My advice to Yossarian? Criticize what I actually write, not a fantasy of my words which you concoct.

LaRose sets me up as a straw man and then knocks me down. Fair game in the realm of political commentary and debate. Yossarian invents words that I write and then attacks me for writing the words he has invented. Not fair game.

John Conway


Paul Constant And The Minimum Wage

Nigel Hood-Minimum WageA couple days ago I pointed out the upside of Burger King’s acquisition of Tim Hortons: namely, how all the moving-to-Canada tax savings will obviously translate to higher salaries for Whopper workers.

That was sarcasm.

Corporations don’t raise wages for workers unless they’re forced to. Especially fast food corporations. And that’s one reason higher minimum wages are important: it’s a good way to force big businesses to pay their workers enough money to have some kind of a life.

Conveniently, Prairie Dog’s Official American, Paul Constant, just so happens to have a story on raising the minimum wages in the current issue. Paul lives in (future NHL city) Seattle, which has committed to raising its minimum wage to $15/hour. It’s a bold move. It’s unusual, because this is happening at the city (rather than state) level. It’s really, really interesting, no matter what city or country you live in.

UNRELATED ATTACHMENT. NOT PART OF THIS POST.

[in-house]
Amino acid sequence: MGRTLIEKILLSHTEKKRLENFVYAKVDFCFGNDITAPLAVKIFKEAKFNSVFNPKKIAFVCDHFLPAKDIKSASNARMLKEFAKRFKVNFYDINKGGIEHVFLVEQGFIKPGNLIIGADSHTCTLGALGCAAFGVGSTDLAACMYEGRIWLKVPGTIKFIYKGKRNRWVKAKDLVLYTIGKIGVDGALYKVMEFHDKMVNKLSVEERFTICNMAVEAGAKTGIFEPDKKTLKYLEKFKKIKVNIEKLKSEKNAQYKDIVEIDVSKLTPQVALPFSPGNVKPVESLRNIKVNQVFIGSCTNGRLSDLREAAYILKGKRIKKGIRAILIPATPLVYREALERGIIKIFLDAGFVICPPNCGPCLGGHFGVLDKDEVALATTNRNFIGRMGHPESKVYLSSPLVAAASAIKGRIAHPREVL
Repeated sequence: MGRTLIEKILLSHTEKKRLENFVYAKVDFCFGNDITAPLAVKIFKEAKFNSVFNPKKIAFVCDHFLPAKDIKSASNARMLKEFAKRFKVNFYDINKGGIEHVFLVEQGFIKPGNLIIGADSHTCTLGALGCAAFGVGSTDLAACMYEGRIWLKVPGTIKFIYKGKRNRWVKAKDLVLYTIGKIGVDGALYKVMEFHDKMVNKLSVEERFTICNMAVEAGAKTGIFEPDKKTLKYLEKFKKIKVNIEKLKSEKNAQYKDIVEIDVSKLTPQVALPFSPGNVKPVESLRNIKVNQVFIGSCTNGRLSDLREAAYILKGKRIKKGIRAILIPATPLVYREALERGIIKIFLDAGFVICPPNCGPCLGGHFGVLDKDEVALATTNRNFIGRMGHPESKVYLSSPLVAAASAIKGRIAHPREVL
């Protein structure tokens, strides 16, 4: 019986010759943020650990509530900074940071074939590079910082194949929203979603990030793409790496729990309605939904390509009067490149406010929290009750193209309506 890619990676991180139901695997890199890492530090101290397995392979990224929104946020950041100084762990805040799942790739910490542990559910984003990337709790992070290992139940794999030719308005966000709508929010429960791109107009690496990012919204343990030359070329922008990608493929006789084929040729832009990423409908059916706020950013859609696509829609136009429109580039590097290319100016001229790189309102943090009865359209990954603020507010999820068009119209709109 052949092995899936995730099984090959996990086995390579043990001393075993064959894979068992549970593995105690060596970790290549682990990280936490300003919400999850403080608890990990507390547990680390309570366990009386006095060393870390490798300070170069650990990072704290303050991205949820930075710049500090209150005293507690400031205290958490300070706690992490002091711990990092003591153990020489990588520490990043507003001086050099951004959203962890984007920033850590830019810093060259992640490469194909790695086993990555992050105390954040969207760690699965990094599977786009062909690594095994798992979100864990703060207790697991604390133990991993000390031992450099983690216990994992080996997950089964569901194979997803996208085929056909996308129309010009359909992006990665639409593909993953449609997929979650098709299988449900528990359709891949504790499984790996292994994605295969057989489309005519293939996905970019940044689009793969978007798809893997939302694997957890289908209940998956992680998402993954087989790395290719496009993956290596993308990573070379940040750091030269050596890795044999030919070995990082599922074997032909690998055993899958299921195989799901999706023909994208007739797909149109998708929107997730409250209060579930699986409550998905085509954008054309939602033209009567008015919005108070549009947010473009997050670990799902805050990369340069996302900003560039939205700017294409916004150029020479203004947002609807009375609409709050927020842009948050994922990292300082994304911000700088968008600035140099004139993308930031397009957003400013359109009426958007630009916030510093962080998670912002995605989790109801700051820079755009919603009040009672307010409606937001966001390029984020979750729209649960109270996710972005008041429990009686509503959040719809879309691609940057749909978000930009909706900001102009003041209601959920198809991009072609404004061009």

From Paul’s feature:

as a Seattleite, I’m proudest of the minimum wage increase because it addresses what I consider to be the single biggest problem of our time — rampant income inequality. One of my favorite thinkers on this subject is Robert Reich, a former Secretary of Labor under President Bill Clinton. In his books Aftershock and Beyond Outrage (and, in a more simplistic way, in the documentary Inequality for All), Reich explains that the American economy is stagnating because more and more money rises to the top one per cent of all earners and simply stays there. The wealthiest of us all now make more money than they can ever possibly spend, Reich explains, and that top one per cent is now in possession of a larger percentage of money than at any time since the 1920s. The Mitt Romneys of the nation instead invest their wealth in tax-free offshore accounts and nations like China, where pesky regulations don’t get in the way of sky-high profits. A capitalist society requires a free flow of cash, but the middle and lower classes in America now have less money to spend than they’ve had in a century, and this could lead us to another Great Recession. Reich’s prescription for this problem is heavily increased taxes on the top wage earners in America, which would then be funneled back to the middle and lower classes.